Dell's Tab For Big Data Relevancy Comes To About $67 Billion

Why be nimble when you can be historically huge?
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It's been a rough couple of years for Dell, but the Texan PC behemoth ain't going down without a fight.

Dell Inc. agreed to buy EMC Corp. for about $67 billion in the largest technology acquisition ever as Michael Dell looks to leverage EMC’s dominance in storage devices amid intensifying competition.

That's - literally - a very big deal. And so is the debt situation making it all happen.

The computer maker plans to pay $24.05 a share in cash plus tracking stock in EMC’s prize holding, software maker VMware Inc., valued at about $9 for each EMC share. EMC’s stock climbed 1.8 percent Monday to $28.35. Dell will add almost $50 billion to its debt load to complete the purchase, people familiar with the matter said, on top of the $11 billion it already is carrying.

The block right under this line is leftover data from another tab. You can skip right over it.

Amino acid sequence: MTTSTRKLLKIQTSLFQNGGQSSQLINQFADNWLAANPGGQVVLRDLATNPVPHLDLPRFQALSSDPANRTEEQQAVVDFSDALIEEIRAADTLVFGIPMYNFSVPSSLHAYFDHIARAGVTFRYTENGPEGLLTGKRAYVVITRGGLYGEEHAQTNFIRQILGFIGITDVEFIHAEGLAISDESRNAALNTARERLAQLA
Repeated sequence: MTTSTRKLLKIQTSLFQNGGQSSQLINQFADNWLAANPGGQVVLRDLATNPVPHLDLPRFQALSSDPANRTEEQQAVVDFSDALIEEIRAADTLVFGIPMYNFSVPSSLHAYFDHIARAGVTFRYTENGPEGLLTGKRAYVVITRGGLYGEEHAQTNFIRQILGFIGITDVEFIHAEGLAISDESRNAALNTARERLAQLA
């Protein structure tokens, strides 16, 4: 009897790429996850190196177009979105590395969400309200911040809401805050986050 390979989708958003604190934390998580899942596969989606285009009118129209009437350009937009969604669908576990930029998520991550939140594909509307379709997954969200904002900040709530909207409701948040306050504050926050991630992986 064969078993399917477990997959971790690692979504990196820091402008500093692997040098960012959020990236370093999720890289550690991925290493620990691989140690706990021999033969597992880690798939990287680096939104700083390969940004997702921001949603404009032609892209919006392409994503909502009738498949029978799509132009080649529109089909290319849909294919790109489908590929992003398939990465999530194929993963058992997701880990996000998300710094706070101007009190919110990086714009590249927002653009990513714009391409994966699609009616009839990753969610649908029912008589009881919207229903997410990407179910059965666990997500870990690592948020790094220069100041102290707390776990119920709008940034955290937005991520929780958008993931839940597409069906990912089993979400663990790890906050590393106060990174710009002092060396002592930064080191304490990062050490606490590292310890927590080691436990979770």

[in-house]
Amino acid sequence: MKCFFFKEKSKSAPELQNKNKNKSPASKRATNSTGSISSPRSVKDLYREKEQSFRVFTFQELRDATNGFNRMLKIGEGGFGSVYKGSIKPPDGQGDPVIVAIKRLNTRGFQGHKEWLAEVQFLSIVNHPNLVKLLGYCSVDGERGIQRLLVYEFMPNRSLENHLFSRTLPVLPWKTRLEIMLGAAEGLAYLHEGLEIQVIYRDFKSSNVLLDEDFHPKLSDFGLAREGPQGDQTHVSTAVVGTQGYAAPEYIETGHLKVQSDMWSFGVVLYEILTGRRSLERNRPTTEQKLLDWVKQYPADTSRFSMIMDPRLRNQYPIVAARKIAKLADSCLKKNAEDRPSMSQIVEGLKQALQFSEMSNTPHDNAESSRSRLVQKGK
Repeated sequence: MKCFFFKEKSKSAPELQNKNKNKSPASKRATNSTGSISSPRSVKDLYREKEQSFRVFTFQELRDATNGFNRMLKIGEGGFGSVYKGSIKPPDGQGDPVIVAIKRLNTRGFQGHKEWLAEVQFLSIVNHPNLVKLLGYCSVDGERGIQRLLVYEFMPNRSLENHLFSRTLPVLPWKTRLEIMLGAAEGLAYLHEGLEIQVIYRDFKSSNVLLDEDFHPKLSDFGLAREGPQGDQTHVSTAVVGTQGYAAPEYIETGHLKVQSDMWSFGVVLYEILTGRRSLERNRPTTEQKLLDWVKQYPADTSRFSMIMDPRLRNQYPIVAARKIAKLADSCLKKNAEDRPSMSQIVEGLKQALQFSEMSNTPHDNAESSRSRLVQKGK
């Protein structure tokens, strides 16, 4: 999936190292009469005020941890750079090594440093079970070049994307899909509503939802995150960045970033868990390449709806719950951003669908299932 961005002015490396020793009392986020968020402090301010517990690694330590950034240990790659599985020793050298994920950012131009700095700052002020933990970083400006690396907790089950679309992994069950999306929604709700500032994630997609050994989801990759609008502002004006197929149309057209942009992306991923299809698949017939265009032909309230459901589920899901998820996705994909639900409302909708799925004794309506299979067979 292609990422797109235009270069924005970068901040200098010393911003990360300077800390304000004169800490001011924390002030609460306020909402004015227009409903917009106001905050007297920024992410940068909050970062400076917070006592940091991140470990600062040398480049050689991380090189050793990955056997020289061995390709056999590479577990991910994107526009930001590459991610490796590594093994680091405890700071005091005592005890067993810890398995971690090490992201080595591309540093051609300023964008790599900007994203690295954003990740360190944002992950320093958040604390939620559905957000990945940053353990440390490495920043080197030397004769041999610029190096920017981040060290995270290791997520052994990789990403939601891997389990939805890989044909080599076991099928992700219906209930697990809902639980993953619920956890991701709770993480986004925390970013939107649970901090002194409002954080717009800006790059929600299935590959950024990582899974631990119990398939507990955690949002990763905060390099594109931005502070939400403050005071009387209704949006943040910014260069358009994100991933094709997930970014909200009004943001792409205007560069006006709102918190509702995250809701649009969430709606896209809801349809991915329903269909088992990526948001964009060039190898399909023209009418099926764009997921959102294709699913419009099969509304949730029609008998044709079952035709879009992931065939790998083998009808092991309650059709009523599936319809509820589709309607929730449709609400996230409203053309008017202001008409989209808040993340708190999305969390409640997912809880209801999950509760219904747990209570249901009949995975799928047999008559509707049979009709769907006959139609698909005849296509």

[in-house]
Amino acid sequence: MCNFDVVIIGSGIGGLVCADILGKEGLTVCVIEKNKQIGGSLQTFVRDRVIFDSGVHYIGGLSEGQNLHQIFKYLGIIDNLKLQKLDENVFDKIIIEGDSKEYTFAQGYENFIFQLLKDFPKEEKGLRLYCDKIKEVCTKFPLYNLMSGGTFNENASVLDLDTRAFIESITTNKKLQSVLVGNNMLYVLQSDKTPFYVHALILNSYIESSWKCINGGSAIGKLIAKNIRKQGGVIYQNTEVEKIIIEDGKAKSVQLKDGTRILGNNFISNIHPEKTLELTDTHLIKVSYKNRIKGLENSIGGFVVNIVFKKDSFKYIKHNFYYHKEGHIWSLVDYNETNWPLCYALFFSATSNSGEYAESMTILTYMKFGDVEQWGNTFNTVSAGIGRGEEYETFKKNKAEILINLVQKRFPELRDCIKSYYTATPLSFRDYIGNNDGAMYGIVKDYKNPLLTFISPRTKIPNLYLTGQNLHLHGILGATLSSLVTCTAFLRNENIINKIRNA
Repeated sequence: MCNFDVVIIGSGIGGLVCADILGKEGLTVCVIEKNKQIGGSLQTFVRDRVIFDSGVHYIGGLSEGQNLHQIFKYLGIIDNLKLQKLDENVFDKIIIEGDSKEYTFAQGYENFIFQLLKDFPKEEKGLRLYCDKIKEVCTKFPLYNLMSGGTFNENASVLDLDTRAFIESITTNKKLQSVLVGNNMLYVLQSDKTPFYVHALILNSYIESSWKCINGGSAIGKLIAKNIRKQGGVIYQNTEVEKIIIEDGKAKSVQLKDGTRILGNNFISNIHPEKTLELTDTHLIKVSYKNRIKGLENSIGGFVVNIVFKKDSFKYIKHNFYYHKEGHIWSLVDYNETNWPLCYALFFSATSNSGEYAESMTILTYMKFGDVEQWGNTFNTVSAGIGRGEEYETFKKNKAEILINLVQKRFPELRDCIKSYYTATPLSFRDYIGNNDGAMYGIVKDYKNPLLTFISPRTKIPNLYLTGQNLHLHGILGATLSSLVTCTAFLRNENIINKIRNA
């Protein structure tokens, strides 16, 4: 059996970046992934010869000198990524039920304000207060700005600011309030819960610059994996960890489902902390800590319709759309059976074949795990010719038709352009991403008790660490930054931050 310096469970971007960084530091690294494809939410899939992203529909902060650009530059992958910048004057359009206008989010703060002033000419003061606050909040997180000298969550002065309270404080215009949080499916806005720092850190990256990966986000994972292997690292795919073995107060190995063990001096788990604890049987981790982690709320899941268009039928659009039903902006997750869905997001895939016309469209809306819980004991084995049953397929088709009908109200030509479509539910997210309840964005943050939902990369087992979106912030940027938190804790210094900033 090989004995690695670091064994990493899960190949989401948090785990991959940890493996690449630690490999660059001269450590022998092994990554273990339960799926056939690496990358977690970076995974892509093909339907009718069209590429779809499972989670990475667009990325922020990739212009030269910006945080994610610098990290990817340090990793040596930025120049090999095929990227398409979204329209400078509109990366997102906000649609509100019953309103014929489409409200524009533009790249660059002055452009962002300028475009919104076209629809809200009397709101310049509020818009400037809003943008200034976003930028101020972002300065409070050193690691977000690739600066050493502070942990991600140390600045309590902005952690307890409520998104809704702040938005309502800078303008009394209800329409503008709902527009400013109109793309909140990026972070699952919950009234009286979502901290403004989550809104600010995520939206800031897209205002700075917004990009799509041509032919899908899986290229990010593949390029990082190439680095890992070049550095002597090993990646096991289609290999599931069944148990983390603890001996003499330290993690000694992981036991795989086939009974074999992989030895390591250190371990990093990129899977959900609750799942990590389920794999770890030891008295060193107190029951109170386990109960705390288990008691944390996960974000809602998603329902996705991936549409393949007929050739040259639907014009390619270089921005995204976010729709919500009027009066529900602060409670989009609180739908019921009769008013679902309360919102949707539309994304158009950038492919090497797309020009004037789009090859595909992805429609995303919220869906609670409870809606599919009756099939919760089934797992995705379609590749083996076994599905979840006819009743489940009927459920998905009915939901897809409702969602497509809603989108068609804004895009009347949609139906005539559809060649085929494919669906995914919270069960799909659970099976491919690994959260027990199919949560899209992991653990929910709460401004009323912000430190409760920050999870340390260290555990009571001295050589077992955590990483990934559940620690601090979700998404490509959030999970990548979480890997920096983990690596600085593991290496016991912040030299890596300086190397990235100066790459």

With EMC, Dell becomes a big data firm of unprecedented size and power. But while that sounded pretty dope in the 90's, the contemporary tech scene is pretty rife with small, nimble tech startups that are creating data and fintech solutions without cumbersome stuff like $50 billion debt obligations weighing them down.

And in addition to tiny extremely-promising startups, Dell is also putting itself directly in competition with Amazon's huge move into cloud computing and big data products. Amazon is an opponent that can match Dell/EMC in size while also deploying its now-patented "we will lose so much money just to crush you" philosophy of corporate warfare.

But a huge M&A deal makes everyone a little drunk with excitement, so let's not harp on what Dell did wrong in this, let's just delay thinking about what else they'll have to do or buy to avoid having made a tragic, $67 billion, mistake.

Dell to Buy EMC in Deal Worth About $67 Billion [Bloomberg]

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